Sun Pony Ranch

Diary of novice (clueless) ranch owners

Monday, November 01, 2004

Partial Success

Late last week we figured out that we'd yet again missed the ball on the hay. Remember we had a few bales of great hay? The horses love it, and it didn't mold. We'd told the guy we'd call to come and get more in a week or so. Welp, he had someone show up wanting to buy his whole supply... so then we were back to the classified ads. We called quite a few numbers before we found anyone that still had hay. Looks like out towards Greely there are sellers still with a supply.

Meanwhile, all of the hay we got from our neighbor, plus those bales we got that were baled too soon - were declared total losses. We added so much hay to the manure pile for composting that we started to see the farce in calling it the manure pile.


Hooray! We managed to pick up a load of 80 bales this weekend. Not without having to abandon our first choice and switching to a second, but we're quite happy with what we got. David and I did the majority of the hay tossing - Ginger having her hand in a cast since she had surgery last week. Actually that worked fine, since keeping count of the bales as we load them has always proven to be an amazingly difficult task. So Ginger took over that duty. Roger was a big help in organizing the bales as they were loaded. We had both pickup trucks and a small trailer - and 80 bales was as much as we could get. By the time we got home we'd had quite enough of moving hay so we decided to leave unloading until the morning. Not wanting to take any chances with rain, we pulled the trucks into the barn. It is just way cool to be able to drive into the barn.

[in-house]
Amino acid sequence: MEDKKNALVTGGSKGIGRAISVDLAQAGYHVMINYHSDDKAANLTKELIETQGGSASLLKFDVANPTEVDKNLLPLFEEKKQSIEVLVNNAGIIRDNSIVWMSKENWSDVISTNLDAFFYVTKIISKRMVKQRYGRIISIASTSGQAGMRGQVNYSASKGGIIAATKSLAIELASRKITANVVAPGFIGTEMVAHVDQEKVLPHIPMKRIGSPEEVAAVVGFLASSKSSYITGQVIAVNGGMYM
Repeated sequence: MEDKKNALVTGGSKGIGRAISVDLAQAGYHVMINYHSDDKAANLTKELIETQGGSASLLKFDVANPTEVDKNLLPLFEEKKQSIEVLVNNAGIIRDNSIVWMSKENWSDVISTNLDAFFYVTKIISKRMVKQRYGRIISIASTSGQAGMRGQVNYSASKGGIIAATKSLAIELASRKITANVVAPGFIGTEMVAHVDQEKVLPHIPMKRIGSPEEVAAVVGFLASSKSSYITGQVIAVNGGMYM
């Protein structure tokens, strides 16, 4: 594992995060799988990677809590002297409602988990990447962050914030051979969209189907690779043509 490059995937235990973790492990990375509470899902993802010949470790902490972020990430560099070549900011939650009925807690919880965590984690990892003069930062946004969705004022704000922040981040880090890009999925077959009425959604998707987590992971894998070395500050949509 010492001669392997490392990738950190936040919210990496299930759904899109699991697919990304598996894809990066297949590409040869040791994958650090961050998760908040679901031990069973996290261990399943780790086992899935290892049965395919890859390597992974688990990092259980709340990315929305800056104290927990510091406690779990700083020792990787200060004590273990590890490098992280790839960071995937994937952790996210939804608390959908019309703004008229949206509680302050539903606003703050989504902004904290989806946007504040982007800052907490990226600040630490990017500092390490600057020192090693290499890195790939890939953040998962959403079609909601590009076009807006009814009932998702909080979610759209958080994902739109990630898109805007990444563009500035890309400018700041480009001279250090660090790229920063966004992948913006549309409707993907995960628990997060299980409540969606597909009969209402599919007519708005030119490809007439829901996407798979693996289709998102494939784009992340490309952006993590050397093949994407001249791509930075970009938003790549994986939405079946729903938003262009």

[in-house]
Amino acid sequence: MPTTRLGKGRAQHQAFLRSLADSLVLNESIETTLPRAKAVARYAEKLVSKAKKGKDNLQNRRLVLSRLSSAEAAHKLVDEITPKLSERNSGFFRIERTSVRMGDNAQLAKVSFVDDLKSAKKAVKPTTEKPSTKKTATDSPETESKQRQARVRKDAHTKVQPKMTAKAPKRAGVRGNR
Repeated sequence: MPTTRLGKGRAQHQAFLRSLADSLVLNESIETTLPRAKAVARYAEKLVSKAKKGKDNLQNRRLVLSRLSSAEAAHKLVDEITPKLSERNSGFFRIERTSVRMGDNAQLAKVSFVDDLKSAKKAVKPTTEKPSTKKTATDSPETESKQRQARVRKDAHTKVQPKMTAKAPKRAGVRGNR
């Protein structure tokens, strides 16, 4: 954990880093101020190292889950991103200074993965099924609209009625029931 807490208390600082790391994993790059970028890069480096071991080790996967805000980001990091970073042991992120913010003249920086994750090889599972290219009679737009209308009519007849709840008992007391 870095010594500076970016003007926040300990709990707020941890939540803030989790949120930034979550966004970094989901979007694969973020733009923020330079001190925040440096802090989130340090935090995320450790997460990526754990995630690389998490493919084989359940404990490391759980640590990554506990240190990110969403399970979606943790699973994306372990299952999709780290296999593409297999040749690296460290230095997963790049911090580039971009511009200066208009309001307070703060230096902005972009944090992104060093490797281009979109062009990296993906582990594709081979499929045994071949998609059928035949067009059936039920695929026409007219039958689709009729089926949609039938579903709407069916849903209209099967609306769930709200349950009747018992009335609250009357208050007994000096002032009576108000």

Sunday we got it all stacked next to the barn, under the overhang. The stacking went fairly smoothly, minus us having to yank the first layer and a half off so that we could trim the hay rack to a better size. But better then than wait for us to have 6 layers deep. Then we noticed that where we were stacking was going to block the main exterior light. Fortunately Dave saw that we could swivel the light bulb around, and by leaving off the last two bales they are still functional.

We have calculated we'll need 200-300 bales to feed just our own horses over the winter, so we still have quite the job left. Next weekend, however, we'll have a much larger trailer at our disposal and, if we are smart about it, more people to help as well.



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